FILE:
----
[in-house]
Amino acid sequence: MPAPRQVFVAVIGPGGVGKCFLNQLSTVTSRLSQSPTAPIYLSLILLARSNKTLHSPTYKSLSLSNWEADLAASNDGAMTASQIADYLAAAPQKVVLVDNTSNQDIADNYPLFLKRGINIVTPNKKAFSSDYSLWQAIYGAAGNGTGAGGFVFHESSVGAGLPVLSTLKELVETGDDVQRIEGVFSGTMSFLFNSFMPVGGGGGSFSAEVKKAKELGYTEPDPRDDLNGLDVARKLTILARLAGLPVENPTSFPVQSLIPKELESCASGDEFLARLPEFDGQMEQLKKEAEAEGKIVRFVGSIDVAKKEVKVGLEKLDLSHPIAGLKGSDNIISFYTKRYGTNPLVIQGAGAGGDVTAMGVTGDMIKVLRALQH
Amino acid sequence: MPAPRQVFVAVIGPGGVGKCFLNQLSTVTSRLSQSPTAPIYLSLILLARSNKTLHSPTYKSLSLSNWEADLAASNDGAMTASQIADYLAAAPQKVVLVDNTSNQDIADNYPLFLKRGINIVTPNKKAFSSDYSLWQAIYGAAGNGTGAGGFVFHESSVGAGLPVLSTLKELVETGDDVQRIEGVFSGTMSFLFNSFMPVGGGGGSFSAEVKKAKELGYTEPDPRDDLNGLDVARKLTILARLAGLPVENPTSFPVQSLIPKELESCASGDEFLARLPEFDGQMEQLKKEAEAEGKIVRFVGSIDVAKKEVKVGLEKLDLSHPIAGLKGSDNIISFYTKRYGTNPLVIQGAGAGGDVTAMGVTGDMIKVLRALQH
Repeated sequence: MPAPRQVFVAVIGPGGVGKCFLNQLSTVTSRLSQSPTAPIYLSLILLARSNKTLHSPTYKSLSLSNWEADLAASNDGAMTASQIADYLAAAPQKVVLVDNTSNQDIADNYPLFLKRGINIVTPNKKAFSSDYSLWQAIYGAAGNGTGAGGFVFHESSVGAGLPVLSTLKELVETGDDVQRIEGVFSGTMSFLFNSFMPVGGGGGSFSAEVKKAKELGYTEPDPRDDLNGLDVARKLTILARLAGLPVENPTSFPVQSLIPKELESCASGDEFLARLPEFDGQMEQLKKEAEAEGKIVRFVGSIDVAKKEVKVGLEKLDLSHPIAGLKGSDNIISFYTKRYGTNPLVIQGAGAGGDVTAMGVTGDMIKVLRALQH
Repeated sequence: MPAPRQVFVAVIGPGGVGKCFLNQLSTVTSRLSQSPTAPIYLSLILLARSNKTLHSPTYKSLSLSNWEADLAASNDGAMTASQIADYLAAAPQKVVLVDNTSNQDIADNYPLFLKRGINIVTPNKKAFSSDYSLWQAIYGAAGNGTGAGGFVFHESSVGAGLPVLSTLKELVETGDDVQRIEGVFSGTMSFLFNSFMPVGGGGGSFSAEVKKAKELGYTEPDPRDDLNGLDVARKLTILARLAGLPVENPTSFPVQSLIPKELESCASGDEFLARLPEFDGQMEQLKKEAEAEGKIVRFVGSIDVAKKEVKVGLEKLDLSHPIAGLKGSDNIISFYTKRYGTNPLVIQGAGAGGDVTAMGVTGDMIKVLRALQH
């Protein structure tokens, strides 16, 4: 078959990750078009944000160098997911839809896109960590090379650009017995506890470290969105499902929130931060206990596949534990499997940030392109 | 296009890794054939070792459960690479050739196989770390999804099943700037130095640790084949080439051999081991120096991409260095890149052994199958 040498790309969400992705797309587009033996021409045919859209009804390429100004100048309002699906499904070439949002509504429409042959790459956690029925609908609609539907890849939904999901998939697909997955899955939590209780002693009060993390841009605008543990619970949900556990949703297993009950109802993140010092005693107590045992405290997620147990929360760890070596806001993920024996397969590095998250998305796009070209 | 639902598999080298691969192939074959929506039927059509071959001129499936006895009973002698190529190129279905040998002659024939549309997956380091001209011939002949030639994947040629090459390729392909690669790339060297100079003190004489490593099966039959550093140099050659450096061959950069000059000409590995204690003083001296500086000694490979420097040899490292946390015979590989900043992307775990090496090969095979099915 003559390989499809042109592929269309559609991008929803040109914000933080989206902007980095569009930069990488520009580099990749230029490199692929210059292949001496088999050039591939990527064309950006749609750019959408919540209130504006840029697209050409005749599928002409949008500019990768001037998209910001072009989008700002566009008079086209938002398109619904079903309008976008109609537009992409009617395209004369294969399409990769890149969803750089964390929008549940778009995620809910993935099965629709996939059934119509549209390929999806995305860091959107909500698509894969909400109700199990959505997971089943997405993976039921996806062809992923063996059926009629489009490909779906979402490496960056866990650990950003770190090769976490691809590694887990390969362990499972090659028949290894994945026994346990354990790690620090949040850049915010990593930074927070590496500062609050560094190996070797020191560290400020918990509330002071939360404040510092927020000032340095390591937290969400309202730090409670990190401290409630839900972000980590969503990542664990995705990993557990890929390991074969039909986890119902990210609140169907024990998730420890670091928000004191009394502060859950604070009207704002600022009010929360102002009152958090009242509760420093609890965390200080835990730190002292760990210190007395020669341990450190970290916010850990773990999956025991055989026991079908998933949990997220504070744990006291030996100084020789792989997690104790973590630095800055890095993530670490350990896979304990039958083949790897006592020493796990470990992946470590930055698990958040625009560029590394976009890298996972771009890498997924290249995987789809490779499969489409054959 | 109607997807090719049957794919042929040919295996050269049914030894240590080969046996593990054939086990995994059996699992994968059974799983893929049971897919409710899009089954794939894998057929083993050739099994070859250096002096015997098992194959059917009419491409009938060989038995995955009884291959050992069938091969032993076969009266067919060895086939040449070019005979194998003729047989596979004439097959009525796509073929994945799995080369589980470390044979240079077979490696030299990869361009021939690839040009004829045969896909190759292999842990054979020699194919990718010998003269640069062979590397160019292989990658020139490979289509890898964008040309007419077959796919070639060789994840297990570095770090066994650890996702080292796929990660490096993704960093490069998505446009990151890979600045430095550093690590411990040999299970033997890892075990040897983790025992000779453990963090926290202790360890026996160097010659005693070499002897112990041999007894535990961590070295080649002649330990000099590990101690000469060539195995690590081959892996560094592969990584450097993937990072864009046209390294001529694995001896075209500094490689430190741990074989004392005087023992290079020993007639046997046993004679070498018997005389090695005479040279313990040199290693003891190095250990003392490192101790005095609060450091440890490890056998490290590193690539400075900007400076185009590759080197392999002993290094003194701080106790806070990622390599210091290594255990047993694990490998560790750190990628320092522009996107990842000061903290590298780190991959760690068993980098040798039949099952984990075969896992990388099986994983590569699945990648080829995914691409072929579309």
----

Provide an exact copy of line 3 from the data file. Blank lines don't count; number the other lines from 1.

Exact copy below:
Amino acid sequence: MPAPRQVFVAVIGPGGVGKCFLNQLSTVTSRLSQSPTAPIYLSLILLARSNKTLHSPTYKSLSLSNWEADLAASNDGAMTASQIADYLAAAPQKVVLVDNTSNQDIADNYPLFLKRGINIVTPNKKAFSSDYSLWQAIYGAAGNGTGAGGFVFHESSVGAGLPVLSTLKELVETGDDVQRIEGVFSGTMSFLFNSFMPVGGGGGSFSAEVKKAKELGYTEPDPRDDLNGLDVARKLTILARLAGLPVENPTSFPVQSLIPKELESCASGDEFLARLPEFDGQMEQLKKEAEAEGKIVRFVGSIDVAKKEVKVGLEKLDLSHPIAGLKGSDNIISFYTKRYGTNPLVIQGAGAGGDVTAMGVTGDMIKVLRALQH